Child Protection And Social Distancing (Small)

Child protection and social distancing: Improving the capacity of social workers to keep children safe during the pandemic

Published: 08/06/2020

Author: Professor Harry Ferguson, Professor Sarah Pink and Dr Laura Kelly

The coronavirus (COVID-19) crisis is presenting governments, social work leaders, managers and child protection practitioners with unique challenges.

Our new research project is exploring the impact of the COVID-19 pandemic on child protection practice and children and families, with the aim of improving the capacity of social workers to keep children safe in a period of institutionalised social distancing. The 15 month research project is being funded by the Economic and Social Research Council as part of the UK Research and Innovation call for studies that can contribute to understanding and alleviating the social impact of the pandemic. 

As our previous research has shown, a crucial way child protection work is achieved is by social workers getting close to children, especially on home visits. Children are not only seen but ‘held’ physically and emotionally and the use of touch is central to effective child protection work. Given the challenges raised by the pandemic, Palgrave / Macmillan Education have made available free this chapter on the use of touch from Ferguson’s book Child Protection Practice.

Research shows that social workers and family support workers also help parents by developing close relationships with them that involve immersing themselves in their lives and the routines of the family. The primary research question for the study is:

How can practices that have relied on achieving closeness keep children safe and help families in a period of institutionalised social distancing at a time of increased stress, poverty and risks of domestic abuse and other harms within families?

Building on our existing research on effective child protection, home visits and on the use of digital technology in the home and everyday life we will identify areas of concern, and advise on effective responses. To achieve this the research will focus on the work of four (anonymous) local authorities in England and we will work with our project partners Research in Practice and the British Association of Social Workers.

The picture of how the pandemic is affecting social work and child protection is fast-moving, but since mid-March 2020 when the country went into COVID-19 lockdown, social work organisations have produced practice guidelines that reflect social distancing recommendations. A vital research agenda has opened up about how such guidance is being interpreted and implemented in practice, and a common approach being taken is for those children considered to be at medium or high-risk of harm to receive either ‘virtual home visits’ via video calls, or in-person home visits – with or without personal protective equipment (PPE) – or both.

In the coming months the experiences and practices of a sample of social workers and managers based in four local authorities in England will be explored through interviews and other digital ethnographic methods developed by Sarah Pink. We will focus on how children and families are being worked with through in-person and virtual home visits during the pandemic, including the availability and use of PPE. We will also explore social worker’s experiences of their organisations and maintaining social distancing by working almost exclusively from their own homes. Using a qualitative longitudinal approach that has proved effective in making sense of relational practice, detailed data will be gathered on social work with selected families in the months ahead, which will draw out the challenges involved in sustaining relationships and effective child protection over the longer term during COVID-19. We also hope to be able to interview a sample of parents to establish the family’s experience of social work practice, both in-person and virtual, during the pandemic.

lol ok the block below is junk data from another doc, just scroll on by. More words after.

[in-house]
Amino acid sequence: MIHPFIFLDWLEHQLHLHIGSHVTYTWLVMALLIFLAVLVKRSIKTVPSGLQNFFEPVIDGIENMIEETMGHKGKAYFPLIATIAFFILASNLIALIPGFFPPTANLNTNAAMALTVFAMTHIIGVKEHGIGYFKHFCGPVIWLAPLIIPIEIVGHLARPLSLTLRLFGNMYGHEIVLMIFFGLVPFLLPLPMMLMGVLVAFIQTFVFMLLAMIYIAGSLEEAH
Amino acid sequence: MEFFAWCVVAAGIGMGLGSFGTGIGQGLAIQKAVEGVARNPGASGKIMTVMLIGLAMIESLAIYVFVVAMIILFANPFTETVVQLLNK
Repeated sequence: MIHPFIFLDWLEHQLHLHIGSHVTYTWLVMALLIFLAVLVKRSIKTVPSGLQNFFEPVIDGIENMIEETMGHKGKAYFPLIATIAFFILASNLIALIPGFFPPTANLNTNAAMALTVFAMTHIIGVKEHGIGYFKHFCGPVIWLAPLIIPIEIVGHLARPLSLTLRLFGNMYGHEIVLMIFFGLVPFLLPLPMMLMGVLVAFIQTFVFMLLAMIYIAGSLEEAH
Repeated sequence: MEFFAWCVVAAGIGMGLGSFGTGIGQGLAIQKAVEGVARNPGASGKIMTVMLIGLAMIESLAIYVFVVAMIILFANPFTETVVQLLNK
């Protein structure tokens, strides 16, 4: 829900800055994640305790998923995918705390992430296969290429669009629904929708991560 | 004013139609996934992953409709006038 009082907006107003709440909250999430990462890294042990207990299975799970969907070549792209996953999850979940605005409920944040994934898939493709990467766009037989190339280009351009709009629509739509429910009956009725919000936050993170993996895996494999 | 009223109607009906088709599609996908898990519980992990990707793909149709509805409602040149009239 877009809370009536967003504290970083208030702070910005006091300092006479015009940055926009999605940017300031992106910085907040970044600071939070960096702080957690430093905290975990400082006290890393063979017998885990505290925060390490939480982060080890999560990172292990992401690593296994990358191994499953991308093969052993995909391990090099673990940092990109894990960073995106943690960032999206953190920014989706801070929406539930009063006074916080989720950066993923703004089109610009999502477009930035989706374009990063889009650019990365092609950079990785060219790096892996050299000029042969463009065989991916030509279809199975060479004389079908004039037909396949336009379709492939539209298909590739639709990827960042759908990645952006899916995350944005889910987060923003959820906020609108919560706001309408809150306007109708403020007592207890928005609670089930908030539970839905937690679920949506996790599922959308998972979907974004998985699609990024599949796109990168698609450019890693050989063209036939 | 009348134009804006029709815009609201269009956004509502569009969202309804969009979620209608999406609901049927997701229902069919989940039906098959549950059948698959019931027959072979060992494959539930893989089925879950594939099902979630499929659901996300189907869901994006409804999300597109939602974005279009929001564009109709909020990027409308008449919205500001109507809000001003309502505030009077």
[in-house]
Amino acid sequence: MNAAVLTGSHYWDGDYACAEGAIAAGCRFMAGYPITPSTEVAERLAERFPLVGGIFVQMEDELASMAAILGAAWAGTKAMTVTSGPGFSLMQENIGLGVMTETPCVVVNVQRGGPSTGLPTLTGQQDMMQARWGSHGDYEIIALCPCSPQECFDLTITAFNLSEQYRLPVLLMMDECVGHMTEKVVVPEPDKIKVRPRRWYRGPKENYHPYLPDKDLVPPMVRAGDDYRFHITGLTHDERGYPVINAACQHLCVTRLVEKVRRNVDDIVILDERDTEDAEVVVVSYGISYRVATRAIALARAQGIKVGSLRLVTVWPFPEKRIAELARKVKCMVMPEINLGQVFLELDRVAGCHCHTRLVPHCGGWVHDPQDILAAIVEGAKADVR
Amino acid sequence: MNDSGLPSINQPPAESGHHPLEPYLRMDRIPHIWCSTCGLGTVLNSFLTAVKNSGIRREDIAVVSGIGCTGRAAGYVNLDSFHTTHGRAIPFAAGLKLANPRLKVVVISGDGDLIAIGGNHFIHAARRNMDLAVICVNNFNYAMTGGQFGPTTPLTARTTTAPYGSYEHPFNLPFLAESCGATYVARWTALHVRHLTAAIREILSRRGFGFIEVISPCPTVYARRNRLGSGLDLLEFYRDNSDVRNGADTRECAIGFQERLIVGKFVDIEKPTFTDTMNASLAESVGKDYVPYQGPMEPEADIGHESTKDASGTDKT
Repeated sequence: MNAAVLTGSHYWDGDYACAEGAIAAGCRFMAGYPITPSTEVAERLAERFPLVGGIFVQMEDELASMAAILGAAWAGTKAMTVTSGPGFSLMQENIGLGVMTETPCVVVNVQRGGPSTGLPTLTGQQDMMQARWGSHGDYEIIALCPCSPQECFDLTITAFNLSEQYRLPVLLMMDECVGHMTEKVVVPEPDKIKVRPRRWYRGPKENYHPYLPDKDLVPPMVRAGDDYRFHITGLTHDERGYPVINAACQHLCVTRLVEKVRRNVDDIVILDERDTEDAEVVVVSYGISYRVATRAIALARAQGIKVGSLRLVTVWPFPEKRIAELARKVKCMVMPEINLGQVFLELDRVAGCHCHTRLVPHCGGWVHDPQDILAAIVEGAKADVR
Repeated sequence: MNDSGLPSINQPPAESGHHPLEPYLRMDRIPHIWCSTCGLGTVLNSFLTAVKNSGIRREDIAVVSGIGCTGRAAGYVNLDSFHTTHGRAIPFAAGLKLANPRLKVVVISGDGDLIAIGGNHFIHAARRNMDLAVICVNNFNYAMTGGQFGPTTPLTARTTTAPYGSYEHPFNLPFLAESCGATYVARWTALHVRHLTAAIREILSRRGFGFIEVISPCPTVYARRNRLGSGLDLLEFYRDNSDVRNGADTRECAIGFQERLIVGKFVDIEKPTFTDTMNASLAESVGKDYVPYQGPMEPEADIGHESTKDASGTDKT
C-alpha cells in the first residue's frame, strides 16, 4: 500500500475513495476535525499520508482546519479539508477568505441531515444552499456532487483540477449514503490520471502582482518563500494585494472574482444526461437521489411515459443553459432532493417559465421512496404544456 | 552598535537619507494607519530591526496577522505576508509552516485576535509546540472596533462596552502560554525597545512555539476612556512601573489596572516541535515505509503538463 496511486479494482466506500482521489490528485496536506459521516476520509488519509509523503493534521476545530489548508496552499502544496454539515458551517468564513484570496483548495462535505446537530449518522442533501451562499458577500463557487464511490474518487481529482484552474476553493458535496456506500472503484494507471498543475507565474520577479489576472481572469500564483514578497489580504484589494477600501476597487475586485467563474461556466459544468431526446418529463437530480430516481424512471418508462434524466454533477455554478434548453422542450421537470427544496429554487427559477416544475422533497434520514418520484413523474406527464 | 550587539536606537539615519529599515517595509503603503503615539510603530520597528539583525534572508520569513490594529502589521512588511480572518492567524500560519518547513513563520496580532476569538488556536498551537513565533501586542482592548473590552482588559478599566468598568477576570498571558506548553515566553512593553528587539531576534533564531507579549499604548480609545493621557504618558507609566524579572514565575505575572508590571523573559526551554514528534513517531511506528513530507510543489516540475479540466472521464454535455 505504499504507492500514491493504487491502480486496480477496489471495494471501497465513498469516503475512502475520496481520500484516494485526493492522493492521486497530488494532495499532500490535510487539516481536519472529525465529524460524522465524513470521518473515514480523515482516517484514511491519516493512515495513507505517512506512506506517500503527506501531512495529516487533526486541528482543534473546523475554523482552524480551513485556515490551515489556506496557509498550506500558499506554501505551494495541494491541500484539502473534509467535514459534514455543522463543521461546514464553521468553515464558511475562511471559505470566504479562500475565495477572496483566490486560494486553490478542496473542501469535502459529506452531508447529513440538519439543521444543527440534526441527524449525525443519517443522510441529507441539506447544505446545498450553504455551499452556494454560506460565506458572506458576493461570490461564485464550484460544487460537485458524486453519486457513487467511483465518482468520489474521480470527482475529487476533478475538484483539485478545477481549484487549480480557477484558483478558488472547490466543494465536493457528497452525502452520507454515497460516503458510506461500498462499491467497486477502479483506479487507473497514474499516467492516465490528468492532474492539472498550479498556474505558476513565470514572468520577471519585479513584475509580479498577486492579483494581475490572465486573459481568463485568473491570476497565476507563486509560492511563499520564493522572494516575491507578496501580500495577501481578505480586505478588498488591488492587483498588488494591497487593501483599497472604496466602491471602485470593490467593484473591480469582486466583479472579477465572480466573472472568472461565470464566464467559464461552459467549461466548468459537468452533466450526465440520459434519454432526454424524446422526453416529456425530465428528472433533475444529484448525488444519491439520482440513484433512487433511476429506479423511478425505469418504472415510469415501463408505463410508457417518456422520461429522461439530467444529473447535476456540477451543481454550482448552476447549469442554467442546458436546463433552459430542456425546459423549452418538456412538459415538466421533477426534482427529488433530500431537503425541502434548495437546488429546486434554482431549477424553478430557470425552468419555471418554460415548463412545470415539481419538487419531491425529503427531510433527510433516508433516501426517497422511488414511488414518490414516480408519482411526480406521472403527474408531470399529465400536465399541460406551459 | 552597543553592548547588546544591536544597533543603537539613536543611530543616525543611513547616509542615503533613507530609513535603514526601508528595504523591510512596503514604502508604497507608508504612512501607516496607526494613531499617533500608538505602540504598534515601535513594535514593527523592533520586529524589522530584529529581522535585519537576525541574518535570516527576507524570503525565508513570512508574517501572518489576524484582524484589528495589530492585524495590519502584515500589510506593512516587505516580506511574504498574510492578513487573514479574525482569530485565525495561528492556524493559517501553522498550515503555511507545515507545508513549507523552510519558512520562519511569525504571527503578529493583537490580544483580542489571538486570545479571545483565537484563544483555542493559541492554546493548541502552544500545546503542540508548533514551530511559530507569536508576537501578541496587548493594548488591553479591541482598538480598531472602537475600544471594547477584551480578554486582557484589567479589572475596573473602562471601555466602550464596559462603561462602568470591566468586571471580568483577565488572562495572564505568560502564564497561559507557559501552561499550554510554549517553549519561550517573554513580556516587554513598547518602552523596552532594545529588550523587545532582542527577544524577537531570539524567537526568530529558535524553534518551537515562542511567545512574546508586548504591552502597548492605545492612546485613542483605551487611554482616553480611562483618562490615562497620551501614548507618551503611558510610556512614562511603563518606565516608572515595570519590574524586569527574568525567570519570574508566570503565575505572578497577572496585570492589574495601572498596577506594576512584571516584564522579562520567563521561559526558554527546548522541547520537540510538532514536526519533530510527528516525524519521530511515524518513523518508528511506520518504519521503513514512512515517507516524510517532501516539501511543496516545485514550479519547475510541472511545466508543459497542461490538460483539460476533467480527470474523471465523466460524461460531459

As well as producing academic papers, the research will seek to inform understandings of the impact of COVID-19 on risks to children and families and improve the capacity of social workers to keep children safe while the pandemic is ongoing through regular research briefings on emerging findings. 

Our project partners Research in Practice and the British Association of Social Workers will work closely with us to disseminate findings and scale up of the impact of the research. We are excited to be planning a webinar with the Research in Practice team on 30 September 2020 – more details to follow – and we will be publishing a series of blogs on this platform. These will help inform understandings of practice during the COVID-19 crisis and make recommendations for the future regarding what can be learned from how practice adjusted and innovated during the pandemic. For instance, communicating with children, conducting home visits, helping families and the uses of digital technology. All information will be available on our regularly updated project website. If you would like to know more about the project and findings, or would like to make contact to share information, our contact details are below.

Professor Harry Ferguson, Professor Sarah Pink and Dr Laura Kelly

Professor Harry Ferguson is a Professor of Social Work at the Department of Social Work and Social Care, University of Birmingham ( Professor Sarah Pink is the Director of Emerging Technologies Research Lab, Monash University, Australia ( Dr Laura Kelly is a Research Fellow at the Department of Social Work and Social Care, University of Birmingham (